The upcoming budget debate is an important opportunity for policymakers from all sides to set out what they would do, yes on taxation, but also on expenditure and growth. The new income tax powers provide some measure of relief, but it’s far from the only game in town’.
‘The political landscape has been transformed by Brexit and Corbyn. New political cleavages, more complex than the simple Yes/No binary of the Indyref, have emerged. The terrain is now more challenging for the SNP. But if they are able to tack successfully into the new political winds, these challenges can be met’.
‘If many Scots retain a certain ambivalence towards the British monarchy, they have not rebelled against it nor do they have any plans to declare any unilateral declaration of independence’.
Justin Reynolds reflects on four fascinating and exhausting days at The World Transformed, the Momentum-organised festival that took place concurrently with the Labour Party conference in Brighton.
‘And while England’s Brexiteers prepare to sign a blank cheque to gain their version of independence at any price, what are the chances of Scotland gaining control over its own post-Brexit destiny?’
The Programme for Government is full of detailed initiatives to support and encourage everything from manufacturing in the West Highlands to tourism in Ayrshire. Mostly it is a description of what is already being done, but where’s the evidence for what works, asks a former government adviser.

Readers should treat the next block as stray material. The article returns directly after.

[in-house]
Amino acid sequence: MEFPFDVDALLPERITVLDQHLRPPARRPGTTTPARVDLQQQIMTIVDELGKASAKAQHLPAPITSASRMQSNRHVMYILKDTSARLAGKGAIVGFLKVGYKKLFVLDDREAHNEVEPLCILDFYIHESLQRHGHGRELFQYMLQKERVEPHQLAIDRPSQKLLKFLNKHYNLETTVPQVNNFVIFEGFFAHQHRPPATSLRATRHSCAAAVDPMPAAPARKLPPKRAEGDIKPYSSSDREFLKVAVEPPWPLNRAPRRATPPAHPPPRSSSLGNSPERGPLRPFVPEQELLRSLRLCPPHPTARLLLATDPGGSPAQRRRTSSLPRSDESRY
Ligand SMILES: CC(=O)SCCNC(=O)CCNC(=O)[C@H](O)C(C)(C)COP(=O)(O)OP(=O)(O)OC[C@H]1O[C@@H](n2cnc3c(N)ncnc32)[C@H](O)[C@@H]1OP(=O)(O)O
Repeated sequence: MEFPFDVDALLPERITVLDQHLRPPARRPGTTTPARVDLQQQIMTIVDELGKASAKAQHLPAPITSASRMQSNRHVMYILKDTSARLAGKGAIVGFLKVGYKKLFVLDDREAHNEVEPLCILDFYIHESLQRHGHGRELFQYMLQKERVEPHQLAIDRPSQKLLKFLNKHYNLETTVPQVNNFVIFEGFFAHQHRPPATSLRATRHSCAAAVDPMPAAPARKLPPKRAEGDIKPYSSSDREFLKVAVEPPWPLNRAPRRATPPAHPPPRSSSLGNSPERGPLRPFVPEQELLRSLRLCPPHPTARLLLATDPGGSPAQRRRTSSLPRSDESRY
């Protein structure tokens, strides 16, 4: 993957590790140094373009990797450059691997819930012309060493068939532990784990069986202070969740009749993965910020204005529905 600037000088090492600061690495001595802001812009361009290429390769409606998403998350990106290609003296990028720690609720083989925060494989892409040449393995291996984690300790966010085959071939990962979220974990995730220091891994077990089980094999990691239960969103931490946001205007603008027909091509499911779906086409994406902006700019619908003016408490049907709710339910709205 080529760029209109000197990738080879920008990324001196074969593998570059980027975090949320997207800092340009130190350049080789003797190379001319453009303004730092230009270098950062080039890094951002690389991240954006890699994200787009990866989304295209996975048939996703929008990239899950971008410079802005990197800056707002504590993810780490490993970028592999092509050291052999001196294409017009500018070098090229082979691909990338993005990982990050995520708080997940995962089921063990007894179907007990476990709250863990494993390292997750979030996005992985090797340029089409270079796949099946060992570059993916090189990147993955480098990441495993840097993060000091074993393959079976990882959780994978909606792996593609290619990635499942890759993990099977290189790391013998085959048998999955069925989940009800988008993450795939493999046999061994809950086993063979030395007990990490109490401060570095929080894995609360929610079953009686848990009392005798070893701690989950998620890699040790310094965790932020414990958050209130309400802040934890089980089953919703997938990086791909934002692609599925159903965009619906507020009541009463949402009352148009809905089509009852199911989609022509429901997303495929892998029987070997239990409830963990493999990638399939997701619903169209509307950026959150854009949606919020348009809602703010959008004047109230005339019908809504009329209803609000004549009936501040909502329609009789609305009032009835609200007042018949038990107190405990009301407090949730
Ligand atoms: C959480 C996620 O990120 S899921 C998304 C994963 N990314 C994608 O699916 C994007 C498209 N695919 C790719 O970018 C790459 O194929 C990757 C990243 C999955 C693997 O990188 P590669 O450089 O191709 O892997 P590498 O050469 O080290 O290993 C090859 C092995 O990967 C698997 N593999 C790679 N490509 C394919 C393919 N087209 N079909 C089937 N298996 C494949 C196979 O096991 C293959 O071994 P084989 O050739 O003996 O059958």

The UK Government has published plans to maintain a border-free zone with Ireland once it has left the EU. Analysing the long-awaited paper, Professor Christina Boswell, finds it knocks out one of the main arguments for refusing Scotland more autonomy over its immigration policy
‘Of course, it is possible to close this (budget) gap by explicitly reducing certain expenditures or by assuming higher tax revenues – either through increased rates or faster growth. Others will argue though, that in the context of independence, there may be additional costs. The debates will no doubt continue.’ And indeed they do…
‘…he seems to believe that GERS are unrealiable simply because the results sound ‘improbable’ to him and ‘the last thing they should do is trust that from London’. With a belief in his own infallible ‘intuition’, he then goes looking for reasons to confirm it’.
‘Changing the constitutional set-up doesn’t alter the fact that these fiscal challenges need to be addressed by all governments in all countries. Today’s figures show that a more autonomous Scotland will be forced to meet such challenges sooner rather than later.